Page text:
Humanity is waging war on nature […] Biodiversity is collapsing… […] is making our work for peace even more difficult as the disruptions drive instability, displacement, and conflict […]Let’s be clear: human activities are at the root of our descent towards chaos. -António Guterres, United Nations Secretary-General, December 2022
A blogpost on international law, environment and children by Úrsula Gutiérrez Trápaga, Programme Officer at Justice Rapid Response.
The Democratic Republic of the Congo, Israel, Palestine, Ukraine, Syria and Yemen are perfect examples of how armed conflicts can damage and destroy the environment.
Armed conflicts are not the sole cause of this “descent toward chaos.” Lasting impacts on human populations because of environmental damages are also a reality in peace times. One should note, however, that the latter may stem from – or result in – serious human rights violations if not crimes against humanity (CAH). The cases of the Amazon’s destruction in Brazil or Peru with the contamination of the Cerro de Pasco region – which became an important mining hub – are striking.
In fact, the environment has been the silent victim of armed conflicts, but also State policies and armed groups activities that contribute to serious human rights violations. Typical environment degradation acts committed by parties to armed conflicts include polluting water streams, torching crops, cutting down forests, poisoning soils, or killing animals to gain military advantage.
Environmental degradation and destruction affect the most vulnerable populations, such as indigenous groups, women, people living with disabilities, and, more particularly, children.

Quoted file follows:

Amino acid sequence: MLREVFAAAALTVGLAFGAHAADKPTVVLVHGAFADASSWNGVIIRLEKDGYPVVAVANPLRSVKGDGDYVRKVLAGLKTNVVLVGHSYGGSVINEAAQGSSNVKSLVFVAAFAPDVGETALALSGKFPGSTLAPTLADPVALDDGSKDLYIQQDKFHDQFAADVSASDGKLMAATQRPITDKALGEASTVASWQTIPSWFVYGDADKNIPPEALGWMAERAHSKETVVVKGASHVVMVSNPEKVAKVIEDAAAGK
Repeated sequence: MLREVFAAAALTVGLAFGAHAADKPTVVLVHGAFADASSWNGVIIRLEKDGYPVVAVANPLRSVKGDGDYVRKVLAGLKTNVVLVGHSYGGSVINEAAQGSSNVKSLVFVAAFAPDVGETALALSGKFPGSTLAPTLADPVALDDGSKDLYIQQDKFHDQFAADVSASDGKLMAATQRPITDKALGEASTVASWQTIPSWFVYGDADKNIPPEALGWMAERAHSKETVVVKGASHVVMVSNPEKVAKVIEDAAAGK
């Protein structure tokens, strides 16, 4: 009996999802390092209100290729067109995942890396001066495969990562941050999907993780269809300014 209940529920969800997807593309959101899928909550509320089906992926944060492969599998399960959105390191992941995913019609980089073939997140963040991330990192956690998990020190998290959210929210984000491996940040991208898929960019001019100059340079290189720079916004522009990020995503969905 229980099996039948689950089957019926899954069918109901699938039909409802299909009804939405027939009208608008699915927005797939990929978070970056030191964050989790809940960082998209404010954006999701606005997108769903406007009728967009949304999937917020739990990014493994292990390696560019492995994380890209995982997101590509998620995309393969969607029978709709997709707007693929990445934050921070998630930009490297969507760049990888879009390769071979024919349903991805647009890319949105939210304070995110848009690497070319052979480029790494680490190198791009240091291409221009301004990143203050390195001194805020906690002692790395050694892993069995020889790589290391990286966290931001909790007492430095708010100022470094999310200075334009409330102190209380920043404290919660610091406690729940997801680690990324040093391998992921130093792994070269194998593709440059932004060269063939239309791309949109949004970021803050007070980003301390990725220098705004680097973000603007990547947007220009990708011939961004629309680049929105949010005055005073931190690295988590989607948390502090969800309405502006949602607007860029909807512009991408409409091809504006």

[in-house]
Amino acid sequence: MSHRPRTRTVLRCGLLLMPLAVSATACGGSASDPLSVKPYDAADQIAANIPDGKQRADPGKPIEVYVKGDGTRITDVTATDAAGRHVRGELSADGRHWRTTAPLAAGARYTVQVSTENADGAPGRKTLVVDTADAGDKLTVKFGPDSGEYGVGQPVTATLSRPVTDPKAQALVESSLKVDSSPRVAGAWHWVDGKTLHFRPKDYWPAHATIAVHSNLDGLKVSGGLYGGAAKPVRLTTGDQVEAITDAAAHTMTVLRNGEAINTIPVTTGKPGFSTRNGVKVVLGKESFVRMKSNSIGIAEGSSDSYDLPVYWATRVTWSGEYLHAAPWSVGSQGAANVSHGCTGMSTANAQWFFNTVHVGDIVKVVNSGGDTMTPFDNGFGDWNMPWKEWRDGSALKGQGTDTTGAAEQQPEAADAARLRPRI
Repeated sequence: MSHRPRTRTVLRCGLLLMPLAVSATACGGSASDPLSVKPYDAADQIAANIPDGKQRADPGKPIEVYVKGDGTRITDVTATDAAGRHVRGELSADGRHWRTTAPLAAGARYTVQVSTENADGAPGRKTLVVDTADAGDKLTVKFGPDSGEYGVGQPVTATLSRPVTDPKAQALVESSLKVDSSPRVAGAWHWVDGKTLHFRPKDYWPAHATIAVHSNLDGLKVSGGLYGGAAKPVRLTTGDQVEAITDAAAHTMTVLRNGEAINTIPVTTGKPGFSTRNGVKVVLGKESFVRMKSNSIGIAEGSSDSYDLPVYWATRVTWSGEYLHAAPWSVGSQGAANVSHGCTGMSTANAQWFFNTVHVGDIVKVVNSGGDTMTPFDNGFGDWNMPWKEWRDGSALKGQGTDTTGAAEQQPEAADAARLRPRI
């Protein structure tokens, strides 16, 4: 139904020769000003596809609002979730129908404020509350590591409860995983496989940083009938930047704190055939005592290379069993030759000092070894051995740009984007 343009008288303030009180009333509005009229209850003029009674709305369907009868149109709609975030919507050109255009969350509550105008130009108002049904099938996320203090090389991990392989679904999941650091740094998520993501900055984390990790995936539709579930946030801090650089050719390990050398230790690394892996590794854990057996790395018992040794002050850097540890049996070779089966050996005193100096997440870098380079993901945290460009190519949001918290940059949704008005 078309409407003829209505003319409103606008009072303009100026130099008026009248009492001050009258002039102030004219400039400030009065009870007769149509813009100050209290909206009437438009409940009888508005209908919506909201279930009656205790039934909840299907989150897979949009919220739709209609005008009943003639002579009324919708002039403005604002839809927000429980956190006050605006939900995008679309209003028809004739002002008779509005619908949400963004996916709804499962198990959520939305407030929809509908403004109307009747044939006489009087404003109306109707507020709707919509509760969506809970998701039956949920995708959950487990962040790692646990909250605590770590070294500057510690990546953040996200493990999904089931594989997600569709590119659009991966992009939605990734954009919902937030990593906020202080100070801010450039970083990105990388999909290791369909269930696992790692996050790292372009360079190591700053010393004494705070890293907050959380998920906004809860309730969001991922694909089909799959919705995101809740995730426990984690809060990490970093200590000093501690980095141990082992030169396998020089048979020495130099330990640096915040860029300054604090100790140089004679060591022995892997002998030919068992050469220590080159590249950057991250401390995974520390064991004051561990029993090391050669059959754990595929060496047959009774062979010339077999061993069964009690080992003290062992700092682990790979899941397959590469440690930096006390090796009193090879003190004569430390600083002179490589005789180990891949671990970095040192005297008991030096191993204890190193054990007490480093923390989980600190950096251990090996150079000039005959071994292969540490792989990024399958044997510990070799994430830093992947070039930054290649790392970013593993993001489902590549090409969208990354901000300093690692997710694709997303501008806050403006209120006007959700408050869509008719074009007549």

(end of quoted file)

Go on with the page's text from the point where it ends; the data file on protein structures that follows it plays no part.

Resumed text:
In fact, the Special Rapporteur on the issue of human rights obligations relating to the enjoyment of a safe, clean, healthy, and sustainable environment has highlighted that no other group is more vulnerable to environmental harm than children. For instance, degradation caused to the environment can be the root cause of forced displacement, human trafficking, sexual violence, and even the forced recruitment of children in armed conflicts.
Although environmental damage is evident and constantly demonstrated by civil society organizations, the international community has not efficiently used the existing international accountability avenues to hold perpetrators accountable for the damages they caused to the environment and their underlying impacts on the enjoyment of human rights.
Recognizing the discussions that the new General Comment 26 (GC) of the Committee on the Rights of the Child on children’s rights and the environment with a special focus on climate change has started, in the next few lines, we will dive into accountability avenues that should be better harnessed to bolster the fight against impunity in this field.